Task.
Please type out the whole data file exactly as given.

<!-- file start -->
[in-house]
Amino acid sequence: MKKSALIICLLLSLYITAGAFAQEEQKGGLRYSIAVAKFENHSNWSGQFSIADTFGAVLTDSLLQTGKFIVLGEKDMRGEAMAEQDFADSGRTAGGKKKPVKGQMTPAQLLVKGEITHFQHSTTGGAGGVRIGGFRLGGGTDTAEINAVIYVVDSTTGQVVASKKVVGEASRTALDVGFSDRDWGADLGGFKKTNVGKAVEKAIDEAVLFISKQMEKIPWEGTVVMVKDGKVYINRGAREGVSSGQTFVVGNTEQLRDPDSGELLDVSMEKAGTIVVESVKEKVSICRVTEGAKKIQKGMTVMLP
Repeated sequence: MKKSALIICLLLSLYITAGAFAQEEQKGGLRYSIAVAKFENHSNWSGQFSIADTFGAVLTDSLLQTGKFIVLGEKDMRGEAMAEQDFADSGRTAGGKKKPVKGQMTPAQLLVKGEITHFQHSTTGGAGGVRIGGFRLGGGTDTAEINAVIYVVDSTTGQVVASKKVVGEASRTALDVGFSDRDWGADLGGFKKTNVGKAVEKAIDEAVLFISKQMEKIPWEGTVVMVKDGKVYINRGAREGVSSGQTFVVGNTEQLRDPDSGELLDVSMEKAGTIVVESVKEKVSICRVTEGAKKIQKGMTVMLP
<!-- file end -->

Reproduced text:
[in-house]
Amino acid sequence: MKKSALIICLLLSLYITAGAFAQEEQKGGLRYSIAVAKFENHSNWSGQFSIADTFGAVLTDSLLQTGKFIVLGEKDMRGEAMAEQDFADSGRTAGGKKKPVKGQMTPAQLLVKGEITHFQHSTTGGAGGVRIGGFRLGGGTDTAEINAVIYVVDSTTGQVVASKKVVGEASRTALDVGFSDRDWGADLGGFKKTNVGKAVEKAIDEAVLFISKQMEKIPWEGTVVMVKDGKVYINRGAREGVSSGQTFVVGNTEQLRDPDSGELLDVSMEKAGTIVVESVKEKVSICRVTEGAKKIQKGMTVMLP
Repeated sequence: MKKSALIICLLLSLYITAGAFAQEEQKGGLRYSIAVAKFENHSNWSGQFSIADTFGAVLTDSLLQTGKFIVLGEKDMRGEAMAEQDFADSGRTAGGKKKPVKGQMTPAQLLVKGEITHFQHSTTGGAGGVRIGGFRLGGGTDTAEINAVIYVVDSTTGQVVASKKVVGEASRTALDVGFSDRDWGADLGGFKKTNVGKAVEKAIDEAVLFISKQMEKIPWEGTVVMVKDGKVYINRGAREGVSSGQTFVVGNTEQLRDPDSGELLDVSMEKAGTIVVESVKEKVSICRVTEGAKKIQKGMTVMLP